Game Overview by Mike Finkelstein
I don't think there's anyone that will dispute the significance of Castlevania: Symphony of the Night when it comes to the Metroidvania genre. Not only did it lead to the Renaissance of Castlevania titles (from Circle of the Moon through Order of Ecclesia), but it inspired so many other games that have come along since. Metroid created the genre but Symphony of the Night evolved it.
The influence of that game is felt through all of the titles that have come out in the genre. If your character carries a melee weapon and explores and open world, then you probably are looking at the Castlevania entries for inspiration. That was pretty clearly the case with Timespinner, a game that is deeply indebted to Castlevania (Symphony of the Night especially) for all it's platforming and exploration.
Timespinner focuses on Luna, a young woman who watches her entire family get murdered right in front of her eyes. As the protectors of the ancient timespinner, her clan had the duty to keep time running smoothly, but then the evil Lachiem Empire attacks, kills her people, and destroys the device. In the process Lunais transported to another world. Having lost everything, Luna ventures out to find a way to rebuild the timespinner and find a way back home, whatever it takes.
In basic construction Timespinner pretty clearly resembles Symphony of the Night (or Harmony of Dissonance if that game is more your jam). Lunais your traditional Metroidvania heroine, a free roaming adventurer who can run, jump, and power grip her way up ledges. As she explores the world in front of her she'll find items to equip, power ups to use, and ways to become more and more powerful as the game goes on.
Lunais able to use orbs as weapons. This magical devices float around her until used, and then they're thrown out as attacks. These orbs vary in method and use, from basic physical orbs that fly a short distance before coming back, obs that burn, orbs that can create slashing attacks right in front of Luna (as quick as she can attack) and more. Lunais limited to two orbs (one per hand, unless she gains an item that expands her attacks by one), and she's able to not only equip a different orb in each hand but also have three different load-outs of combat equipment for maximum efficiency.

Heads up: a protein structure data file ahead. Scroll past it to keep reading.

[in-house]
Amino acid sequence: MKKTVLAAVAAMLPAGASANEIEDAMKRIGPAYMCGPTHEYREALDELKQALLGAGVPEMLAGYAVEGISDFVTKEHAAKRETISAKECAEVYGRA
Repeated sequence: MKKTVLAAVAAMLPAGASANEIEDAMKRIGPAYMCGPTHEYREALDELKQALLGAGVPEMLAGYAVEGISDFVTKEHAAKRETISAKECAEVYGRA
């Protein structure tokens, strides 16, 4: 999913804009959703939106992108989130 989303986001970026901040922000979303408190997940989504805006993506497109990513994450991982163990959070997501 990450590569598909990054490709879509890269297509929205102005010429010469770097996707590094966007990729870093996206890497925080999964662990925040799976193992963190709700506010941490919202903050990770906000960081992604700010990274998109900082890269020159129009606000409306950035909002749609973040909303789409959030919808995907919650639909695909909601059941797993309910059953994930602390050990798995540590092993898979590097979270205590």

Like any good Metroidvania heroine, Luna's abilities grow over time. You can't explore one area until you gain a double jump, another is blocked by your ability to swim. Some items are simply keys (like key-cards and a gas mask), but others have benefits beyond simply opening new areas. How you use your powers, and how they combine together, of course is what makes the meat of the game so interesting. Luna gets quite powerful by the end (having a load out to rival Alucard, all thanks to the solid foundation the game is built on.
Of course where the game gets really interesting is when time becomes an element of the exploration, and this is how the game starts to differentiate itself from Castlevania. Luna will eventually gain the ability to transport between the present (where she starts) and the past. Functionally these two zones are like Castle A and B in Harmony, or the regular and inverted castles in Symphony of the Night. The two time periods naturally resemble each other but have different levels of difficulty in their exploration. Bouncing back and forth, and even making changes between the two time periods, is another part of the exploration process.
Honestly, for Castlevania fans, Timespinner has everything you could want. It's a slickly made Metroidvania that play smoothly, with wonderful graphics and a fantastic soundtrack. It can stand toe-to-toe with Symphony of the Night, and accomplishment all on its own, but it does it with just enough variety and new ideas that it doesn't feel stale at all. This is what all Metroidvanias lurking under the shadow of Castlevania should do: take what's great about the series and push forward with brilliance.
I'm honestly just sad it took me years to get around to playing the game because it is absolutely amazing. Few games can play as well, look as good, and sound as great as the best Castlevania games, but Timespinner pulls it off. It's an instant classic to be sure, and one you should play if you haven't checked it out already.
Similarities to Castlevania Games
Well, let's be honest, this is basically an evolved form of Symphony of the Night, taking all the good bits of the later Castlevania entries and melding it into a solid whole. It has two versions of a fully explorable world, with transports between and a map to highlight all your progress. It has an RPG system with experience and leveling, equipment to find and weapons to use, and even a magic-based spell system that feels a lot like sub-weapons. And, well, it's a gorgeous game that doesn't directly steal Konami's style but still evokes it in its own subtle way.
Seriously, this is about as close as you can get to making a proper sequel to the Castlevania series without having IGA involved in the process. It's a love letter to Metroidvanias from Symphony of the Night onwards.